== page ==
It's best to just be straightforward, in my opinion. I think most people just look to be talked to honestly, that is, besides getting what they are asking for, of course. If you explain the situation properly, and if the employee is capable enough of understanding it, then just being straightforward will usually suffice. It's all just a part of business anyway, and hopefully the people involved will just not take it personally and realize that it is what's necessary.

DomDom
03-07-2014, 03:18 PM
It is also important to develop a good relationship with honest answers! Your employee will probably be thankful for your honest answers over the long term.

SteakTartare
03-07-2014, 08:11 PM
I have had to, on more than one occasion, come down on an employee. Its never easy, but it has to be done. I can think of two good examples; one that turned out good, the other it was as bad as it gets.

Case One: We had a new hire to handle field work. He was a young guy, motivated, but certainly "green." While a generally decent employee, he had a hard time following through on given tasks. There were often very lame excuses as to why they weren't done and then I caught him in a lie about one of them. Me and another management type sat down and had a candid talk to him about it. He acknowledged the situation, swore to do better, and lo and behold, he did. He's still with the firm and is an integral part of our field tech team. Looking back, there was nothing amiss other than being young and inexperienced. He's a good guy and I am glad we didn't cut him loose.

Case Two: There was a guy who came fairly highly recommended to us for our mail room staff. Granted, this is pretty low on the totem, but still, we need folks to take care of business there. Anyway, this guy shows up, I set him up, and as soon as I head off to my office, he starts spouting obscenities, going on wild tangents about conspiracy nonsense, and otherwise acting like a nut. I am called down a few times by the people that work in that department because they are freaked. I tell him to cut the crap, but he continues anyway. So I give him his pay, tell him to get out, and don't come back. Know what happened the next day? The clown actually calls me to see if he's still got a job. I really loathe having to let someone go, but this was just too much.

Anyway, those are the two extremes, and, believe me, there are plenty in between. Long story short (I know, too late), its never easy to have to tell someone they screwed up, but you've got to protect your business.

delusional
03-09-2014, 02:09 PM
I helps to just block every emotion you have. Or if you don't know the person at all. I will have to call a lot of people in a few weeks and tell them they didn't get the job and I'm still not sure how I'll do it.

difrancprod
03-10-2014, 02:57 AM
You can always deliver it constructively. Follow the bad news with an advice or tip on how to improve next time. You must just really learn to choose your words on this one.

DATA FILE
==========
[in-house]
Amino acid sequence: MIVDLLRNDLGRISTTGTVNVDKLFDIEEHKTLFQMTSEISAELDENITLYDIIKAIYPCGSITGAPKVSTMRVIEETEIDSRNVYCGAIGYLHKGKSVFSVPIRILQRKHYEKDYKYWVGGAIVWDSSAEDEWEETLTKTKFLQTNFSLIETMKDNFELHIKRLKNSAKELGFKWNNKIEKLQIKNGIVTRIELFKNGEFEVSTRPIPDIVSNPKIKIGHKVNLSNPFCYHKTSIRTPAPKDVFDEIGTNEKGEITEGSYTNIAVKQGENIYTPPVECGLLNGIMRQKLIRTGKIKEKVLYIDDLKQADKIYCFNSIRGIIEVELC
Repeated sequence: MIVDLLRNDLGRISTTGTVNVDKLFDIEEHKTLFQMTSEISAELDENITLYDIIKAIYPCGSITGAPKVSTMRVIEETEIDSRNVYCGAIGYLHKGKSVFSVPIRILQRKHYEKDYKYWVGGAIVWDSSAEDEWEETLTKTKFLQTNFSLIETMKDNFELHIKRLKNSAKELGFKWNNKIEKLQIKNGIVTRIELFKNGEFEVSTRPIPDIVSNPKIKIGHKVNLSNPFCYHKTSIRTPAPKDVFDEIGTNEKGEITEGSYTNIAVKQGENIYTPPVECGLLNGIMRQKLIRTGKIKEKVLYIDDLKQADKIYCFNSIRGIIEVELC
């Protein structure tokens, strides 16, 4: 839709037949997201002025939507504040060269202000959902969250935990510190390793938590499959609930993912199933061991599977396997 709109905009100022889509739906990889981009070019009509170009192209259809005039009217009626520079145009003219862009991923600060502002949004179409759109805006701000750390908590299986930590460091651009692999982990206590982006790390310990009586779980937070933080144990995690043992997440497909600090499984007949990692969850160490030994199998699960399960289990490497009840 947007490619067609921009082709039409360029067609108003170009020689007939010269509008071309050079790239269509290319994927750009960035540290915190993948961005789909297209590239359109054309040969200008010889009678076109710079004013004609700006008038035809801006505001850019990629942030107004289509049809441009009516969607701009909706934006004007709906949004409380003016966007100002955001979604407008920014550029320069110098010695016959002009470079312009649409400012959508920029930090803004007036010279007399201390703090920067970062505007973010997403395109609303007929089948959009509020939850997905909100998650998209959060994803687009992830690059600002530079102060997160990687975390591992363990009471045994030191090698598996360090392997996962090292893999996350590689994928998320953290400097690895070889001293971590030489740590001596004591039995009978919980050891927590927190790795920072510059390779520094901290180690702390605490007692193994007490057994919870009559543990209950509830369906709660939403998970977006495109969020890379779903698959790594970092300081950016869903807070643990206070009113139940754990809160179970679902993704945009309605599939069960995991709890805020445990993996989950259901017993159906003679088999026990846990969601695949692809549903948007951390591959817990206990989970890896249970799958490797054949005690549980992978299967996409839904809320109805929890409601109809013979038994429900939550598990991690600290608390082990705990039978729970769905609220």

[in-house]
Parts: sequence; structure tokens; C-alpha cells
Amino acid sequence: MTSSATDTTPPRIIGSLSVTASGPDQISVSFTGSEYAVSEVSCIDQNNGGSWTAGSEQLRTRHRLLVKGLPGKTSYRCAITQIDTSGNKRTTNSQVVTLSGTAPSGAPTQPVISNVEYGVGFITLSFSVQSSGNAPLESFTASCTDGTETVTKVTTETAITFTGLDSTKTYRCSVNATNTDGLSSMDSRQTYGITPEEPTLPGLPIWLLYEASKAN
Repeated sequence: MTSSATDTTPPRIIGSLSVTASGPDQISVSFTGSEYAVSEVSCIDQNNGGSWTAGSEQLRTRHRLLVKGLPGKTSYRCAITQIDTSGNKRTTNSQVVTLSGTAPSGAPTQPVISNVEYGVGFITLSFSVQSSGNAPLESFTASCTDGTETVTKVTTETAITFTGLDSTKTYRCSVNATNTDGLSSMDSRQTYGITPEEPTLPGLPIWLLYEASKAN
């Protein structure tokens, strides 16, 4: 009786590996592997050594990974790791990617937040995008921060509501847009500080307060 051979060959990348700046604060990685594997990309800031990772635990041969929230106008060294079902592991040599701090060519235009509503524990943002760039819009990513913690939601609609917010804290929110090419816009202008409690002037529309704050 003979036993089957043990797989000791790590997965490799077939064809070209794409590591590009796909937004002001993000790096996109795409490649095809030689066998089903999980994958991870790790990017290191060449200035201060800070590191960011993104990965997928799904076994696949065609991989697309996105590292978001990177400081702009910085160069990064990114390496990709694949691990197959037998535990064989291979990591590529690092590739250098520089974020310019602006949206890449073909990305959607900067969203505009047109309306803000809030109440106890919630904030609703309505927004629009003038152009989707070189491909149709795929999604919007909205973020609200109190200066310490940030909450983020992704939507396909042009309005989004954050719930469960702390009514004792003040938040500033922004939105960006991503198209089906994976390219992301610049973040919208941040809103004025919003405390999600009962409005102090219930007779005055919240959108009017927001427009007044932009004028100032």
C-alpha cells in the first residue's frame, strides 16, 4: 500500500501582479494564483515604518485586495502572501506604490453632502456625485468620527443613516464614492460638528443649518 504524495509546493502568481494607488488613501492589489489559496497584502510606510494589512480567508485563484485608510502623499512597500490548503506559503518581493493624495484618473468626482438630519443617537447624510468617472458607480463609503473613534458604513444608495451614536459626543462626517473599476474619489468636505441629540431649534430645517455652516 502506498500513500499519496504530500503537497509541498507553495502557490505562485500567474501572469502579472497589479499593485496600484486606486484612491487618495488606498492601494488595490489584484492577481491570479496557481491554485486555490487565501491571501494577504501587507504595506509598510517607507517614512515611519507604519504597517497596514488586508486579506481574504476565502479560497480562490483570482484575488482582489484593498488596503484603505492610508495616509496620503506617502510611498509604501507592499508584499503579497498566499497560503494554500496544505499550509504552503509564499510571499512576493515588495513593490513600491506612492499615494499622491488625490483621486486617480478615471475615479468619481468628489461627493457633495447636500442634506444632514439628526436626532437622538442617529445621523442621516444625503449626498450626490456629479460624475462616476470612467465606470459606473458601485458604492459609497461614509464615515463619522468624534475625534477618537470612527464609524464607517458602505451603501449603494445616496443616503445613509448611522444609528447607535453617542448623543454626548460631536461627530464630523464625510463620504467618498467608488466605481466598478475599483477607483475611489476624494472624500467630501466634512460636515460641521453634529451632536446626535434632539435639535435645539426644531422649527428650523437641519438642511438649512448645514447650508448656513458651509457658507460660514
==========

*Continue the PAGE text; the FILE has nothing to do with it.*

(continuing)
Mafdet
03-10-2014, 11:33 AM
I have had to, on more than one occasion, come down on an employee. Its never easy, but it has to be done. I can think of two good examples; one that turned out good, the other it was as bad as it gets.

Case One: We had a new hire to handle field work. He was a young guy, motivated, but certainly "green." While a generally decent employee, he had a hard time following through on given tasks. There were often very lame excuses as to why they weren't done and then I caught him in a lie about one of them. Me and another management type sat down and had a candid talk to him about it. He acknowledged the situation, swore to do better, and lo and behold, he did. He's still with the firm and is an integral part of our field tech team. Looking back, there was nothing amiss other than being young and inexperienced. He's a good guy and I am glad we didn't cut him loose.

Case Two: There was a guy who came fairly highly recommended to us for our mail room staff. Granted, this is pretty low on the totem, but still, we need folks to take care of business there. Anyway, this guy shows up, I set him up, and as soon as I head off to my office, he starts spouting obscenities, going on wild tangents about conspiracy nonsense, and otherwise acting like a nut. I am called down a few times by the people that work in that department because they are freaked. I tell him to cut the crap, but he continues anyway. So I give him his pay, tell him to get out, and don't come back. Know what happened the next day? The clown actually calls me to see if he's still got a job. I really loathe having to let someone go, but this was just too much.

Anyway, those are the two extremes, and, believe me, there are plenty in between. Long story short (I know, too late), its never easy to have to tell someone they screwed up, but you've got to protect your business.

There's a lot one can learn from experience and the experience you've had with the two employees is indeed relevant and shows how a type of attitude is suitable for some and unsuitable for others.

mikka254
03-10-2014, 05:47 PM
Managing employees is not as difficult as you would think. I have said this a few times before, the work place is not a place to make friends. Simply tell them what their doing is wrong. If it is affecting the business, warn them of the possibility of terminating their contract. Besides, if the employees is a friend of the company, he or she would want to know if they are under-performing.

GottBiz
03-27-2014, 05:09 AM
I agree with crimsonghost747 basic idea; delivering a couple of positives for every negative. But specific situations and specific personality types require the delivery to be adjusted of course. There are other threads in this form (like this one (http://www.smallbusinessforums.org/showthread.php?1036-Happy-Employees-Good-Employees)) where the attitude of the employee is addressed. You always need to keep your finger on the pulse of your company moral, and not just when you are delivering unfavorable news.

Jane Hastings
03-30-2014, 10:27 AM
Everyone deserves an honest explanation. I'm sure your employees would appreciate it if you're honest to them. Talk to them and make them understand what's happening and why you can't grant their wishes. Let them down easy like compliment them and let them know you appreciate them.

Rosyrain
03-30-2014, 03:27 PM
LOL I hate the sandwiching method! In all seriousness, you should start out with a positive before going into a negative though. It helps a lot if you have the employee engaged in the discussion so that they can understand why you are saying no and be part of the solution to the problem.

DomDom
03-30-2014, 05:37 PM
I helps to just block every emotion you have. Or if you don't know the person at all. I will have to call a lot of people in a few weeks and tell them they didn't get the job and I'm still not sure how I'll do it.

Its a little bit harsh but I would do this over a cellphone message. Its too sad to hear people who didnt get it.

sweetkymom
04-04-2014, 03:43 PM
You have to be very straight forward with your answer and reasonings. You don't have to sit and give or listen to a son story either.